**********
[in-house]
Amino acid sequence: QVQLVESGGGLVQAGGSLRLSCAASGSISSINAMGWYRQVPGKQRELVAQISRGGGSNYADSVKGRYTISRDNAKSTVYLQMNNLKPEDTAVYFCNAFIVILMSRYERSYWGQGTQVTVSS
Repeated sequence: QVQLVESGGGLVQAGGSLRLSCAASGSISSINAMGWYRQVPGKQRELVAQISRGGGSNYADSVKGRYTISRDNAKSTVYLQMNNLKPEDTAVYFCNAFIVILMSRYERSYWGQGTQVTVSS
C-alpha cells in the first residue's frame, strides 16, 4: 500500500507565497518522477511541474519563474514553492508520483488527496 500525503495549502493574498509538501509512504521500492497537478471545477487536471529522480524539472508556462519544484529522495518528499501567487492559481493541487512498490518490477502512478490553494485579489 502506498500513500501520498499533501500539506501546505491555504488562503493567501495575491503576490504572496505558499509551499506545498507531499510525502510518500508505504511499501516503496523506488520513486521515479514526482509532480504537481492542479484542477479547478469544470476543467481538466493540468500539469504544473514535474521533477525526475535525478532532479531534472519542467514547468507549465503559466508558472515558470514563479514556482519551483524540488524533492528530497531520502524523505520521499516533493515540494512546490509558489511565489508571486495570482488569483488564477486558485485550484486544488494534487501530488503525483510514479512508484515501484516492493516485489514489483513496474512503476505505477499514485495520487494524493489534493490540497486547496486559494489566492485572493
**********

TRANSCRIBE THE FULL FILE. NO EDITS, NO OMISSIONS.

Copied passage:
[in-house]
Amino acid sequence: QVQLVESGGGLVQAGGSLRLSCAASGSISSINAMGWYRQVPGKQRELVAQISRGGGSNYADSVKGRYTISRDNAKSTVYLQMNNLKPEDTAVYFCNAFIVILMSRYERSYWGQGTQVTVSS
Repeated sequence: QVQLVESGGGLVQAGGSLRLSCAASGSISSINAMGWYRQVPGKQRELVAQISRGGGSNYADSVKGRYTISRDNAKSTVYLQMNNLKPEDTAVYFCNAFIVILMSRYERSYWGQGTQVTVSS
C-alpha cells in the first residue's frame, strides 16, 4: 500500500507565497518522477511541474519563474514553492508520483488527496 500525503495549502493574498509538501509512504521500492497537478471545477487536471529522480524539472508556462519544484529522495518528499501567487492559481493541487512498490518490477502512478490553494485579489 502506498500513500501520498499533501500539506501546505491555504488562503493567501495575491503576490504572496505558499509551499506545498507531499510525502510518500508505504511499501516503496523506488520513486521515479514526482509532480504537481492542479484542477479547478469544470476543467481538466493540468500539469504544473514535474521533477525526475535525478532532479531534472519542467514547468507549465503559466508558472515558470514563479514556482519551483524540488524533492528530497531520502524523505520521499516533493515540494512546490509558489511565489508571486495570482488569483488564477486558485485550484486544488494534487501530488503525483510514479512508484515501484516492493516485489514489483513496474512503476505505477499514485495520487494524493489534493490540497486547496486559494489566492485572493